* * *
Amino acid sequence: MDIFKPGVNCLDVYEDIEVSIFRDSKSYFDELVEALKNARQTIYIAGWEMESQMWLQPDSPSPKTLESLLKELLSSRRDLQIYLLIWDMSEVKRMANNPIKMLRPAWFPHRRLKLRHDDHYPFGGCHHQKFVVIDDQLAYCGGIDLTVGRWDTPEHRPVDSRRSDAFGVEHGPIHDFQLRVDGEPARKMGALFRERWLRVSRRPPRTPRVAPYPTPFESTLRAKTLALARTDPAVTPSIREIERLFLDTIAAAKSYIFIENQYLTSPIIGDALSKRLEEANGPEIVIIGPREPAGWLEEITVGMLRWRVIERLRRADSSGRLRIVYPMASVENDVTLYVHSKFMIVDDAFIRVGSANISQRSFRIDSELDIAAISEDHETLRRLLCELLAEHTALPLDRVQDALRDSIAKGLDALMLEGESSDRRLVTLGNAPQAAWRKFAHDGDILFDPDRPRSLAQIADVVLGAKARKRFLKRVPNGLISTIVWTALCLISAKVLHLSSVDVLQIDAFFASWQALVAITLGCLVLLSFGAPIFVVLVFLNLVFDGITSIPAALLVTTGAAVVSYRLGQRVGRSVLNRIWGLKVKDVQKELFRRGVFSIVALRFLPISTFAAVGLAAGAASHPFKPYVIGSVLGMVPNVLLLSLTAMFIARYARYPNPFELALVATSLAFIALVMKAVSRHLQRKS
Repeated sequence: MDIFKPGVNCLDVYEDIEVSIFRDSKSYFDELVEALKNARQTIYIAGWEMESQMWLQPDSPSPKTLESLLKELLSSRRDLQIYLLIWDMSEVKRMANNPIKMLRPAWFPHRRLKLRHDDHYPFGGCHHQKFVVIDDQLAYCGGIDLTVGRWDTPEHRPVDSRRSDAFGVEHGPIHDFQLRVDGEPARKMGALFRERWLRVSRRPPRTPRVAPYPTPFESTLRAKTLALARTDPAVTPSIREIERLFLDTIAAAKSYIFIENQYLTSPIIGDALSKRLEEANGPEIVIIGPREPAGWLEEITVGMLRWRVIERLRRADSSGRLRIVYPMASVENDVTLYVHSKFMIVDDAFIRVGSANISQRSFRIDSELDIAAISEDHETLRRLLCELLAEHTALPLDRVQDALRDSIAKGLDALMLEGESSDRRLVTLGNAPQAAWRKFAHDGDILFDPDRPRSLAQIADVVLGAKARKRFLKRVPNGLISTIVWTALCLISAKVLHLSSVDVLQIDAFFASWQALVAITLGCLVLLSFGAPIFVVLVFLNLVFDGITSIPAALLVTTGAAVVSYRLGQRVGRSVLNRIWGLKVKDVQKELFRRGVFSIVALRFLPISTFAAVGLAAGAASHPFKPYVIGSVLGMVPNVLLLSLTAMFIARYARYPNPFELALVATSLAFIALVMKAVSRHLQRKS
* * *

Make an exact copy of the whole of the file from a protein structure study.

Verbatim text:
Amino acid sequence: MDIFKPGVNCLDVYEDIEVSIFRDSKSYFDELVEALKNARQTIYIAGWEMESQMWLQPDSPSPKTLESLLKELLSSRRDLQIYLLIWDMSEVKRMANNPIKMLRPAWFPHRRLKLRHDDHYPFGGCHHQKFVVIDDQLAYCGGIDLTVGRWDTPEHRPVDSRRSDAFGVEHGPIHDFQLRVDGEPARKMGALFRERWLRVSRRPPRTPRVAPYPTPFESTLRAKTLALARTDPAVTPSIREIERLFLDTIAAAKSYIFIENQYLTSPIIGDALSKRLEEANGPEIVIIGPREPAGWLEEITVGMLRWRVIERLRRADSSGRLRIVYPMASVENDVTLYVHSKFMIVDDAFIRVGSANISQRSFRIDSELDIAAISEDHETLRRLLCELLAEHTALPLDRVQDALRDSIAKGLDALMLEGESSDRRLVTLGNAPQAAWRKFAHDGDILFDPDRPRSLAQIADVVLGAKARKRFLKRVPNGLISTIVWTALCLISAKVLHLSSVDVLQIDAFFASWQALVAITLGCLVLLSFGAPIFVVLVFLNLVFDGITSIPAALLVTTGAAVVSYRLGQRVGRSVLNRIWGLKVKDVQKELFRRGVFSIVALRFLPISTFAAVGLAAGAASHPFKPYVIGSVLGMVPNVLLLSLTAMFIARYARYPNPFELALVATSLAFIALVMKAVSRHLQRKS
Repeated sequence: MDIFKPGVNCLDVYEDIEVSIFRDSKSYFDELVEALKNARQTIYIAGWEMESQMWLQPDSPSPKTLESLLKELLSSRRDLQIYLLIWDMSEVKRMANNPIKMLRPAWFPHRRLKLRHDDHYPFGGCHHQKFVVIDDQLAYCGGIDLTVGRWDTPEHRPVDSRRSDAFGVEHGPIHDFQLRVDGEPARKMGALFRERWLRVSRRPPRTPRVAPYPTPFESTLRAKTLALARTDPAVTPSIREIERLFLDTIAAAKSYIFIENQYLTSPIIGDALSKRLEEANGPEIVIIGPREPAGWLEEITVGMLRWRVIERLRRADSSGRLRIVYPMASVENDVTLYVHSKFMIVDDAFIRVGSANISQRSFRIDSELDIAAISEDHETLRRLLCELLAEHTALPLDRVQDALRDSIAKGLDALMLEGESSDRRLVTLGNAPQAAWRKFAHDGDILFDPDRPRSLAQIADVVLGAKARKRFLKRVPNGLISTIVWTALCLISAKVLHLSSVDVLQIDAFFASWQALVAITLGCLVLLSFGAPIFVVLVFLNLVFDGITSIPAALLVTTGAAVVSYRLGQRVGRSVLNRIWGLKVKDVQKELFRRGVFSIVALRFLPISTFAAVGLAAGAASHPFKPYVIGSVLGMVPNVLLLSLTAMFIARYARYPNPFELALVATSLAFIALVMKAVSRHLQRKS